The chronic bronchitis The child’s bronchitis shows signs similar to those of acute bronchitis, but lasts for a long time and comes back again and again.
It is not uncommon for children to contract sog. obstructive (constricting) bronchitis. It is caused by viruses and is accompanied by shortness of breath, which can be very severe or even threatening. When exhaling, a typical whistling sound occurs (wheezing). Children have difficulty exhaling due to inflammatory mucus formation in the bronchi – comparable to asthma patients, in whom bronchial constriction occurs due to contraction of the muscle sheath surrounding the bronchi on an allergic basis. Due to the damage to the bronchial mucosa, the wall of the bronchial tubes becomes thinner. As a result, the small bronchi can no longer withstand the pressure in the chest cavity during exhalation and collapse. Closure (obstruction) of the smallest pulmonary bronchi occurs. The air in the alveoli can therefore no longer be exhaled, and the alveoli become inflated and overinflated. This stage is called chronic obstructive bronchitis. These changes affect the absorption of oxygen into the blood. Increasing shortness of breath, initially only during exertion, but then also at rest, and a general drop in performance are the consequences.
The lungs, which are already damaged by acute or chronic bronchitis, are more susceptible to additional infections. A frequent complication is therefore purulent bronchitis caused by bacteria. Visible sign is purulent, cloudy, yellowish-green sputum. If the inflammation progresses further, pneumonia can also occur. If pneumonia is suspected, you should definitely consult your pediatrician and adolescent doctor.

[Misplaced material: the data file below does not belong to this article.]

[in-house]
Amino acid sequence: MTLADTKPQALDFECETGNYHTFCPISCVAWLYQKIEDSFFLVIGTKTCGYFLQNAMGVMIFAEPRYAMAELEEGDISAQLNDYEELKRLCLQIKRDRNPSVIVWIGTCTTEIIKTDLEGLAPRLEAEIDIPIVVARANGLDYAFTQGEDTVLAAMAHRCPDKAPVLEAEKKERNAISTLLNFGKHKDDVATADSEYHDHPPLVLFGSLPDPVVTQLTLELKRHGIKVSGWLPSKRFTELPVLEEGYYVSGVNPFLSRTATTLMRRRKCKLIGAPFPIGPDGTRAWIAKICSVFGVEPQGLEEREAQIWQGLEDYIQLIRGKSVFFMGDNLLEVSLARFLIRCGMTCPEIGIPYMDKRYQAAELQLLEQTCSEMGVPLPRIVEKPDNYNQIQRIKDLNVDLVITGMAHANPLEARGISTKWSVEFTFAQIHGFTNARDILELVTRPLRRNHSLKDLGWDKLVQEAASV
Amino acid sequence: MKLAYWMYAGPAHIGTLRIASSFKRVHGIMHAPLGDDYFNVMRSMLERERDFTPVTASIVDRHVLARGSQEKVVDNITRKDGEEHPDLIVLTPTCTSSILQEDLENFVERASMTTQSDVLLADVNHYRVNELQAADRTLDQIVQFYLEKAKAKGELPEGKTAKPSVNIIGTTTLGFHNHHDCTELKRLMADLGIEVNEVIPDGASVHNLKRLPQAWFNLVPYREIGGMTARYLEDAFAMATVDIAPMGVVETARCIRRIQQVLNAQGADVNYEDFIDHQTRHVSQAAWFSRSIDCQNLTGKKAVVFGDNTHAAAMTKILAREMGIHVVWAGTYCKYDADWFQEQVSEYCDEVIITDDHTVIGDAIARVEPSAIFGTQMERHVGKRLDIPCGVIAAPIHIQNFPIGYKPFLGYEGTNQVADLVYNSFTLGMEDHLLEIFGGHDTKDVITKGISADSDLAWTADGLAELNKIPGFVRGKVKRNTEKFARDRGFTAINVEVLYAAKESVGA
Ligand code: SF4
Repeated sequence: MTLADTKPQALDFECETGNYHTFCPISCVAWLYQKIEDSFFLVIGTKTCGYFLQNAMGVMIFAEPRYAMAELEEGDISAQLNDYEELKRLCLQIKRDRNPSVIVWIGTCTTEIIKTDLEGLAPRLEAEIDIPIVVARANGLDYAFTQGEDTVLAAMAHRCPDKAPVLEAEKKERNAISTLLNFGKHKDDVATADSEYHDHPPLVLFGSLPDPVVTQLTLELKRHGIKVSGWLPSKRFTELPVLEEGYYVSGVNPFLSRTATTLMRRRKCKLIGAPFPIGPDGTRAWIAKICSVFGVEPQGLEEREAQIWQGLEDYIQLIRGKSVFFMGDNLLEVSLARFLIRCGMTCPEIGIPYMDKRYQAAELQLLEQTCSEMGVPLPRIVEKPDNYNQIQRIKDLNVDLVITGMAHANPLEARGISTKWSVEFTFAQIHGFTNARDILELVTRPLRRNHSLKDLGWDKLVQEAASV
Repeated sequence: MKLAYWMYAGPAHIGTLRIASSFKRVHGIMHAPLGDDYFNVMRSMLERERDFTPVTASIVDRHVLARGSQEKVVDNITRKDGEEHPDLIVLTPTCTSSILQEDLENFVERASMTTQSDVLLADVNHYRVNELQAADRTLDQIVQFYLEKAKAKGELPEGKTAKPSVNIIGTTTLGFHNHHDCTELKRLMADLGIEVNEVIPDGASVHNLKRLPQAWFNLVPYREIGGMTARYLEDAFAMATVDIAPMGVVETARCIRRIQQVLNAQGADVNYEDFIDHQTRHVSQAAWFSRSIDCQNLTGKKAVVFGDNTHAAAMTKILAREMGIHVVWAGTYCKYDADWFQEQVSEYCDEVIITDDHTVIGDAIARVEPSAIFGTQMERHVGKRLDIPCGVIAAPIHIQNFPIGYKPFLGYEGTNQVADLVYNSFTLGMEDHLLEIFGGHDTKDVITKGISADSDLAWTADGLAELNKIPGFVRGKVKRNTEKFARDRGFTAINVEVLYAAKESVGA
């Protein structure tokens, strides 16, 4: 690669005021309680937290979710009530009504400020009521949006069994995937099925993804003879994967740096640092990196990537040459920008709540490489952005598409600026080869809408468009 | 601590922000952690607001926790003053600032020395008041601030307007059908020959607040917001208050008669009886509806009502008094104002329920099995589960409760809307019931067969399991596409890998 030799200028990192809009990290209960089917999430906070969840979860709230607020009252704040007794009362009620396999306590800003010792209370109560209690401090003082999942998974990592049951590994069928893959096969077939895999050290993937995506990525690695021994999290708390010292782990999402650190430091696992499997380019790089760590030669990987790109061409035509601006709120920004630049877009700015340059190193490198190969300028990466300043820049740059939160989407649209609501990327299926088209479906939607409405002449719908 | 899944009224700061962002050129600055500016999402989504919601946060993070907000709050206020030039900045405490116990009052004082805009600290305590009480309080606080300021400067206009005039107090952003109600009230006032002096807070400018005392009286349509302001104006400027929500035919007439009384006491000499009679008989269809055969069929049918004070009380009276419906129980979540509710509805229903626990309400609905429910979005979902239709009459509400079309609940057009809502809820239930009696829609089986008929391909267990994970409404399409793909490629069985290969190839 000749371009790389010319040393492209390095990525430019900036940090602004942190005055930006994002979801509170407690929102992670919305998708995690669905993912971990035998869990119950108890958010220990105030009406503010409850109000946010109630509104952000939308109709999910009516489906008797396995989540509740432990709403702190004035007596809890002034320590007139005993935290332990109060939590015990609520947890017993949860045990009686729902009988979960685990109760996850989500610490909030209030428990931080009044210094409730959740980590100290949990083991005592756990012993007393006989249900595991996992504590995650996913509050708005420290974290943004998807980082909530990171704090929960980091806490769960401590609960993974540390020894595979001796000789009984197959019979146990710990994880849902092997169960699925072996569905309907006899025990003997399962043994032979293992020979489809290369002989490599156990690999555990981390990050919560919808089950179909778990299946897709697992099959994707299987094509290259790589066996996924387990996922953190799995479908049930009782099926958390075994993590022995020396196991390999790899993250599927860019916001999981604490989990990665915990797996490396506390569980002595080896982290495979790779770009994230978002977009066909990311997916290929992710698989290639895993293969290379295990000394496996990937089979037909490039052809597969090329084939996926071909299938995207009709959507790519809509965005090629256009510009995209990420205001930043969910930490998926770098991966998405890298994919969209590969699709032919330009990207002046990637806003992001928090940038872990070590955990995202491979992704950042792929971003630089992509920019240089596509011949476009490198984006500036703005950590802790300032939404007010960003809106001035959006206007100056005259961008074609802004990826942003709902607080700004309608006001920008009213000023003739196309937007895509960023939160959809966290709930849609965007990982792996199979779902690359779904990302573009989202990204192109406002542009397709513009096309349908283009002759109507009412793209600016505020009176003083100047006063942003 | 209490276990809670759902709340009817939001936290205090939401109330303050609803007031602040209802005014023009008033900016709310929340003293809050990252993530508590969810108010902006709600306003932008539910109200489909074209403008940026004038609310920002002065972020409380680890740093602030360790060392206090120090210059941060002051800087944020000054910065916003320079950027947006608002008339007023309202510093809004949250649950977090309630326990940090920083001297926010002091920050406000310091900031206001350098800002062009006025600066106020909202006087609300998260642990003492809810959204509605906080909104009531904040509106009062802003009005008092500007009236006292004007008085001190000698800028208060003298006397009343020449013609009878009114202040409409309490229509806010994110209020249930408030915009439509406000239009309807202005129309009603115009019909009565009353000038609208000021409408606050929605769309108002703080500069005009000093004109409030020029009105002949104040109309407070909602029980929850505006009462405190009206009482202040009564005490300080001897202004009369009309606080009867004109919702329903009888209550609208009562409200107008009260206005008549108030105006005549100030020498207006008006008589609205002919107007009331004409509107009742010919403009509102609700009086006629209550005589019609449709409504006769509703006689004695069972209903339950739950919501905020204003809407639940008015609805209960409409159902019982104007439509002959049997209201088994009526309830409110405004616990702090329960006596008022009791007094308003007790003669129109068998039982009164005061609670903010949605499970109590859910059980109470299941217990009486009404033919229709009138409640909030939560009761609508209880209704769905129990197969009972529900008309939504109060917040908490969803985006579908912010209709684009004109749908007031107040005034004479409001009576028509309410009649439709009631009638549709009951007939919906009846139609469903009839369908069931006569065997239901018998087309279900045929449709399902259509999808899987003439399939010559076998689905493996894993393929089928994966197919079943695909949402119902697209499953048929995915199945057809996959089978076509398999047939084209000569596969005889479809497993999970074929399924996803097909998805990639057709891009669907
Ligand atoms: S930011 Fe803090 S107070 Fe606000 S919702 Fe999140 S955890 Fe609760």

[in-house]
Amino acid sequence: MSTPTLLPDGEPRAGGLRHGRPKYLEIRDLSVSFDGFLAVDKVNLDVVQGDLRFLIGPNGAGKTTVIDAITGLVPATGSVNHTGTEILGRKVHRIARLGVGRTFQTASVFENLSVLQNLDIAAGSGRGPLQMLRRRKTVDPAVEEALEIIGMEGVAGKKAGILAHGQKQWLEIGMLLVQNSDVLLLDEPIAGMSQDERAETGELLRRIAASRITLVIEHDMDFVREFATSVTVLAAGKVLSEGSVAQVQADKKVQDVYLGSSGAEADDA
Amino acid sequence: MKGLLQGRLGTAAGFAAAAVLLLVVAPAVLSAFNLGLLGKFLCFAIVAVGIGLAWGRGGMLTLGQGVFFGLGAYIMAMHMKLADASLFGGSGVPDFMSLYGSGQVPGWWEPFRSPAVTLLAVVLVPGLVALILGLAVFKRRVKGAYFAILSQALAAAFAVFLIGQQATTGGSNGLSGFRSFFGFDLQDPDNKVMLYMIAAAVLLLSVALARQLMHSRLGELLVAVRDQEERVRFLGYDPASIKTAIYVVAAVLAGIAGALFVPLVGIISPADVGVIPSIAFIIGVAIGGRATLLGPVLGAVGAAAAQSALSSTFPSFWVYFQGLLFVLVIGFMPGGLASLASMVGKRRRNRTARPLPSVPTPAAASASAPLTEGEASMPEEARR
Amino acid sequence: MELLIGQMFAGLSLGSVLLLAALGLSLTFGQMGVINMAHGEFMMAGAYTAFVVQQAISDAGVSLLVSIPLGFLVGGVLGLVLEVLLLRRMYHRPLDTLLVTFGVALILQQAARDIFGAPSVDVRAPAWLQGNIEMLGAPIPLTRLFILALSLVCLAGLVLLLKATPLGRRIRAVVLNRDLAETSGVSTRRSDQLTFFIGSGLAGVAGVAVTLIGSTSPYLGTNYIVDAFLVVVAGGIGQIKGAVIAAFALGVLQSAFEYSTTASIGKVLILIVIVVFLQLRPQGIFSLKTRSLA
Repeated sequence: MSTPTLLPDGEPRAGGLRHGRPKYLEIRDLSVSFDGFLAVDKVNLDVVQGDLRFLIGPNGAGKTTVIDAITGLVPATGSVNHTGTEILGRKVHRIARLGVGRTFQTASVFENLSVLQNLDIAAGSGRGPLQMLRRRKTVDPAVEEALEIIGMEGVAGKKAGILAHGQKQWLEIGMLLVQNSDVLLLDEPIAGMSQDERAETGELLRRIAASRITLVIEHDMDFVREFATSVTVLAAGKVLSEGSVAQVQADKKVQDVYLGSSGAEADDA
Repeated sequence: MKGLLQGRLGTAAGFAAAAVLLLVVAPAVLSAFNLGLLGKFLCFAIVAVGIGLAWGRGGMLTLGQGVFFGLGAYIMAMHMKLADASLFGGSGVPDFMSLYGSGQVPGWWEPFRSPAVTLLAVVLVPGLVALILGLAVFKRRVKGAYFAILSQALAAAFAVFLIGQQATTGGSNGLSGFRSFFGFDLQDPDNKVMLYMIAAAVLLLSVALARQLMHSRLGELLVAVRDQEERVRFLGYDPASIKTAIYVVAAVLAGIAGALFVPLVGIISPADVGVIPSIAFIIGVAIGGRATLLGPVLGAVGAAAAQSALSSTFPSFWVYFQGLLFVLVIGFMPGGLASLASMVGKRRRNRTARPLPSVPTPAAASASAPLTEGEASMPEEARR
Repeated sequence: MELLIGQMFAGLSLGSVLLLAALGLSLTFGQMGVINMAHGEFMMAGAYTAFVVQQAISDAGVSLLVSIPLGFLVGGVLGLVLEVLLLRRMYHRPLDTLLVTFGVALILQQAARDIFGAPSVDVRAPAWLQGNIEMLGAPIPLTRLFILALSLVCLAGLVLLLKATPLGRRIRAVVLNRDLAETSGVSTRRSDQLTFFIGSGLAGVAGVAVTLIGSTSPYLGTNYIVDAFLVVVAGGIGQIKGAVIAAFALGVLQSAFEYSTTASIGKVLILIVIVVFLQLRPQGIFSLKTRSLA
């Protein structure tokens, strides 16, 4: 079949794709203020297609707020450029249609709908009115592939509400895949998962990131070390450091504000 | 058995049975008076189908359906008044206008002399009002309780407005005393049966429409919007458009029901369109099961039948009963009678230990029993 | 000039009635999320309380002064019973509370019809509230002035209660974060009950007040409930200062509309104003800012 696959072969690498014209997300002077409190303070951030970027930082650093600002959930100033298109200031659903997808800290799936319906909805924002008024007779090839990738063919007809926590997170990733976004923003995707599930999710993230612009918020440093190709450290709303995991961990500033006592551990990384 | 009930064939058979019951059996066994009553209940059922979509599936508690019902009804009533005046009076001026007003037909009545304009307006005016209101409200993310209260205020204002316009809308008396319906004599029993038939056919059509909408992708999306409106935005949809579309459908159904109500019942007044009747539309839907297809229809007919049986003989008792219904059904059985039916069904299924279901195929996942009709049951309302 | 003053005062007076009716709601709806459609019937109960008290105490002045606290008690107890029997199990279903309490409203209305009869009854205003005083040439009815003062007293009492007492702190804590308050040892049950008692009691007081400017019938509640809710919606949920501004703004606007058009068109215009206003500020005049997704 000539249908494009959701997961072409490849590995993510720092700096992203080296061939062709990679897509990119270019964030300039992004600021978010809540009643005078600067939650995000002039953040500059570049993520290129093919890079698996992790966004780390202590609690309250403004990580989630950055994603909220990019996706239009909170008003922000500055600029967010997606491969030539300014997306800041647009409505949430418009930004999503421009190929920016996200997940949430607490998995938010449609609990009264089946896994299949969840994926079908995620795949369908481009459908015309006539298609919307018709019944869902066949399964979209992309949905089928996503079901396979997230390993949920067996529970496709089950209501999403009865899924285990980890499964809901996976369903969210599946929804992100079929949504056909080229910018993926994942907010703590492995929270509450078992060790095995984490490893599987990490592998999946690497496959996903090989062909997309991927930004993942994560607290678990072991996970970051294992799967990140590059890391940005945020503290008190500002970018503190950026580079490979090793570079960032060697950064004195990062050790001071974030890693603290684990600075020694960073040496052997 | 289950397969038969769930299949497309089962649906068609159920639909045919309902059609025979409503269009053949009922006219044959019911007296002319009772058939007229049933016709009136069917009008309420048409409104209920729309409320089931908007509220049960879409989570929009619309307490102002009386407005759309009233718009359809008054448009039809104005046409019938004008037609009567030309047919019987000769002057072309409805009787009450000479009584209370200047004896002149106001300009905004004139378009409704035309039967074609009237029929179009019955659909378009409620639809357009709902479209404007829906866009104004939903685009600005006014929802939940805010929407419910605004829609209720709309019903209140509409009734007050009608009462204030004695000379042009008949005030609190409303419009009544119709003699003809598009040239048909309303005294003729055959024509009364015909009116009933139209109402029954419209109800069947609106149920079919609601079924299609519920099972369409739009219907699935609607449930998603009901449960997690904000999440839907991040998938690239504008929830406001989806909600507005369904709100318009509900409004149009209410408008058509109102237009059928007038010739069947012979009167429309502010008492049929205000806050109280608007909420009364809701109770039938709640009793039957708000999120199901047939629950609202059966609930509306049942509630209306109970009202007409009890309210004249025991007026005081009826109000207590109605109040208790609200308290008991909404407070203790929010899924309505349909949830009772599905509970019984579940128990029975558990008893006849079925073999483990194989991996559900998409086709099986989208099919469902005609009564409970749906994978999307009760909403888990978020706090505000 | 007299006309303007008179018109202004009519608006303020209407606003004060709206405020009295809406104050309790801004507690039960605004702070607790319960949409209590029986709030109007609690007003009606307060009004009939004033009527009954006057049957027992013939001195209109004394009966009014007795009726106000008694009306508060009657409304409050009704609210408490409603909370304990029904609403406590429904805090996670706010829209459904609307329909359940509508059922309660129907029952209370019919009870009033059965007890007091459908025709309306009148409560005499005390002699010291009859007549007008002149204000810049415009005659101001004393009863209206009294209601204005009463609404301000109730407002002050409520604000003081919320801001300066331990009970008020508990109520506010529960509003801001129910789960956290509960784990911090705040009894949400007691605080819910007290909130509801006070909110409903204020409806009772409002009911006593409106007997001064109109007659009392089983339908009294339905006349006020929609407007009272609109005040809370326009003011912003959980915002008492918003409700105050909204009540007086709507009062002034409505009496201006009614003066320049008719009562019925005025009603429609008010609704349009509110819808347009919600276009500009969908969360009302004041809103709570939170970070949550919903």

Some of the children who develop obstructive bronchitis later develop bronchial asthma.
If your child coughs and you suspect that he or she is suffering from bronchitis, you should take him or her to the doctor. The doctor can often determine the nature of the disease by listening to the typical sounds. An X-ray examination can be used to delineate obstructive bronchitis. If there is evidence of chronic bronchitis, further investigation must take place to pinpoint the exact cause. In addition to allergy test, sweat test, may then be an endoscopic reflection of the airways (bronchoscopy), the removal of a tissue sample or an X-ray examination with contrast medium (bronchography) is required.
The therapy of acute bronchitis in a purely viral infection is the administration of expectorant drugs (cough suppressants, expectorants). The active ingredient acetylcysteine, for example, changes the structure of mucus, making it less viscous and thus facilitating its removal. Agents such as ambroxol or bromhexine stimulate the production of a thin mucus. Expectorants are available – depending of course on the active ingredient – in a wide variety of dosage forms as juice, capsules, effervescent tablets or granules for dissolving. The latter preparations have the advantage that, in addition to the active ingredient, liquid is also consumed. Antibiotics are only useful when bacteria have settled on the mucous membranes of the bronchi. The doctor will decide if their use is necessary with your child.
If obstructive bronchitis is present, additional medications that lead to a dilation of the small bronchial tubes (b2 sympathomimethics) may be necessary. These drugs are usually inhaled and can thus act primarily locally.
When treating chronic bronchitis, the main thing is to eliminate or treat the triggers of the disease.